How (and How Well) Google’s Self-Driving Cars Get Around

Having redefined the way people search for and find information on the internet, Google — everyone’s favorite/most-reviled search giant — has now set its sights on revolutionizing driving.

Google's driverless car
Photo by Steve Jurvetson. Trimmed and retouched by Wikipedia user Mariordo.

We think the most important thing computers can do in the next decade is to drive cars.—Sergey Brin, cofounder of Google

Having redefined the way people search for and find information on the internet, Google — everyone’s favorite/most-reviled search giant — has now set its sights on revolutionizing driving.

That’s right: Google has put its immense resources and technological ingenuity to use — radically transforming how people get from point A to point B. How? By taking the driver out of the equation.

But just how do these driverless vehicles of the (not-so-distant) future do it?

How Google’s self-driving cars work

Think of the driverless car’s systems as physical embodiments of the “spiders” Google’s search engine uses to map the digital world. These spiders crawl all over the web, indexing, cataloging, analyzing, and ranking information. Then they serve up search results for your browsing pleasure. The self-driving car “crawls” the real world, but makes its own decisions about the right path to take.

In the real world (in which an autonomous vehicle needs to get around), Google performs 2 information-gathering missions. The first is done by a good ol’ fashioned human being, who travels the car’s intended route, gathering information about any recent changes, such as road condition, new markers, etc.

That information is then uploaded to Google’s servers. Next, a backup driver and software engineer hop in the robo-car and load the previously gathered route data into the car’s computer system.

As the car sets off, a powerful laser array on top of the car, several smaller radar arrays, and a standard GPS start gathering new information about the live environment rolling by. The lasers map the car’s immediate surroundings out to a 50-foot radius. Using the lasers, the car can differentiate between other cars, pedestrians, cyclists, and small and large stationary objects (including death-defying squirrels, hopefully).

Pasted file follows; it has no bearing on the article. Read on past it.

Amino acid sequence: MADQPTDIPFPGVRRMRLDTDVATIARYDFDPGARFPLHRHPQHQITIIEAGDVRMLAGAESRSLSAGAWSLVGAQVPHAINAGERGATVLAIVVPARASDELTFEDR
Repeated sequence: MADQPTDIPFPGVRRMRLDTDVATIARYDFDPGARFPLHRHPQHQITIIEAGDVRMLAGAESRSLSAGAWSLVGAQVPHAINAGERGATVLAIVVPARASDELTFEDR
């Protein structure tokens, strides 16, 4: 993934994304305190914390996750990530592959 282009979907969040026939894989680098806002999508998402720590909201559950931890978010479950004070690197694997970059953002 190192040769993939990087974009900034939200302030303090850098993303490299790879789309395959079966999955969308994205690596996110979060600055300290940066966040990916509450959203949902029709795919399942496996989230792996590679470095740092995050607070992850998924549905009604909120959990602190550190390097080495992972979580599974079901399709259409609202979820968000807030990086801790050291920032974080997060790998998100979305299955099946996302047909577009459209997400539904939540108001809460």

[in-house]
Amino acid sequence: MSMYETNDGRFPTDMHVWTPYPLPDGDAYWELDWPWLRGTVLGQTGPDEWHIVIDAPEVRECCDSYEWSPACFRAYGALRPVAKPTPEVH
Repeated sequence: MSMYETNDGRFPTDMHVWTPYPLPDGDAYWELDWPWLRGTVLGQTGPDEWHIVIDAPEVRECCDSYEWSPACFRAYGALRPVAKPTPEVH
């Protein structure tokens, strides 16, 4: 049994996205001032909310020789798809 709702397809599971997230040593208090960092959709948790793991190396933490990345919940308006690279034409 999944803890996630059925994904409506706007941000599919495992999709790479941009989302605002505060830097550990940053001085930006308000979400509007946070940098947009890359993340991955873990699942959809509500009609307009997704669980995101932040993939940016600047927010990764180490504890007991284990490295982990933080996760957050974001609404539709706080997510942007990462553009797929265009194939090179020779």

Meanwhile, the radar scans for fast-moving objects beyond the laser’s range. And a third sensor system, a camera mounted on the front of the car, gathers the same data the human eye would: traffic lights, road signs, etc.

Google’s computers synthesize all this data in real time, giving the car’s artificial intelligence the info it needs to make the right decisions. Decisions that include tricky choices, such as when to take the initiative if hesitant drivers don’t act on their right-of-way. It turns out the intelligent auto isn’t so robotically kind that it can’t opt for a little aggressive driving when the situation warrants it.

And should the human behind the wheel decide to take over, the car reverts to manual control with a tap on the brake pad, a turn of the wheel, or the press of a button.

The driverless cars’ track record so far

To date, Google’s mini-fleet of self-driving cars has logged over 250,000 miles. Almost all in California, where laws covering the artificially intelligent vehicles don’t yet exist.

But how’s their driving? Well, so far, better than human. After all, in 250,000+ miles, they’ve only been in 2 minor fender-benders, one of which occurred while the human backup driver had the wheel, Google contends. Though some skeptics have their doubts.

Want to know more about Google’s autonomous car? Come back next Monday (6/25) for part 2 of our driverless car series.

Sound off

So now that you’ve got the lowdown, what do you think of driverless car technology? Does the prospect frighten or awe? Let us know!

References

Back to basics: how Google’s driverless cars get around

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